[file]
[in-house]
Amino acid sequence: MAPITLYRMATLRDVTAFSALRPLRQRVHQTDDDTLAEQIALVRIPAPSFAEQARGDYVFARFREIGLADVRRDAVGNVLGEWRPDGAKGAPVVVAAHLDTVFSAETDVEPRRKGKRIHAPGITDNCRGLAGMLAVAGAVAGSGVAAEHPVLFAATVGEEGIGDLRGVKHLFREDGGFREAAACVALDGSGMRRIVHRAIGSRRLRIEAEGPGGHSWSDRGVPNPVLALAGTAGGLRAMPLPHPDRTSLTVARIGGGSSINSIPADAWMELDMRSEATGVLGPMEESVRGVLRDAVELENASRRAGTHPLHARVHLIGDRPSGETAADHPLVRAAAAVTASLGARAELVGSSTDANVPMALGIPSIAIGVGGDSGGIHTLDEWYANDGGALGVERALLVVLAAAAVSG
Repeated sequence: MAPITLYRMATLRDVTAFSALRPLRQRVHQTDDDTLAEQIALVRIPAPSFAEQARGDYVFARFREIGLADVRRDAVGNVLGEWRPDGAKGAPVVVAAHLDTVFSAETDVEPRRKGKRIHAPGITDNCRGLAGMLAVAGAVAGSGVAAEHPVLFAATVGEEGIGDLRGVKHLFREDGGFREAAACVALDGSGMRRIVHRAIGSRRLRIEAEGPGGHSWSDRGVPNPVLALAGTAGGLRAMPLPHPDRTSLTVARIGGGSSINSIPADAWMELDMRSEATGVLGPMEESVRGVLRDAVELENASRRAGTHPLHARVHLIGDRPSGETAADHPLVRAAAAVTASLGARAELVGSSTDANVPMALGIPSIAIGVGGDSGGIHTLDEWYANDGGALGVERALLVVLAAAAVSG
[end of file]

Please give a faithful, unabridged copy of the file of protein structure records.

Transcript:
[in-house]
Amino acid sequence: MAPITLYRMATLRDVTAFSALRPLRQRVHQTDDDTLAEQIALVRIPAPSFAEQARGDYVFARFREIGLADVRRDAVGNVLGEWRPDGAKGAPVVVAAHLDTVFSAETDVEPRRKGKRIHAPGITDNCRGLAGMLAVAGAVAGSGVAAEHPVLFAATVGEEGIGDLRGVKHLFREDGGFREAAACVALDGSGMRRIVHRAIGSRRLRIEAEGPGGHSWSDRGVPNPVLALAGTAGGLRAMPLPHPDRTSLTVARIGGGSSINSIPADAWMELDMRSEATGVLGPMEESVRGVLRDAVELENASRRAGTHPLHARVHLIGDRPSGETAADHPLVRAAAAVTASLGARAELVGSSTDANVPMALGIPSIAIGVGGDSGGIHTLDEWYANDGGALGVERALLVVLAAAAVSG
Repeated sequence: MAPITLYRMATLRDVTAFSALRPLRQRVHQTDDDTLAEQIALVRIPAPSFAEQARGDYVFARFREIGLADVRRDAVGNVLGEWRPDGAKGAPVVVAAHLDTVFSAETDVEPRRKGKRIHAPGITDNCRGLAGMLAVAGAVAGSGVAAEHPVLFAATVGEEGIGDLRGVKHLFREDGGFREAAACVALDGSGMRRIVHRAIGSRRLRIEAEGPGGHSWSDRGVPNPVLALAGTAGGLRAMPLPHPDRTSLTVARIGGGSSINSIPADAWMELDMRSEATGVLGPMEESVRGVLRDAVELENASRRAGTHPLHARVHLIGDRPSGETAADHPLVRAAAAVTASLGARAELVGSSTDANVPMALGIPSIAIGVGGDSGGIHTLDEWYANDGGALGVERALLVVLAAAAVSG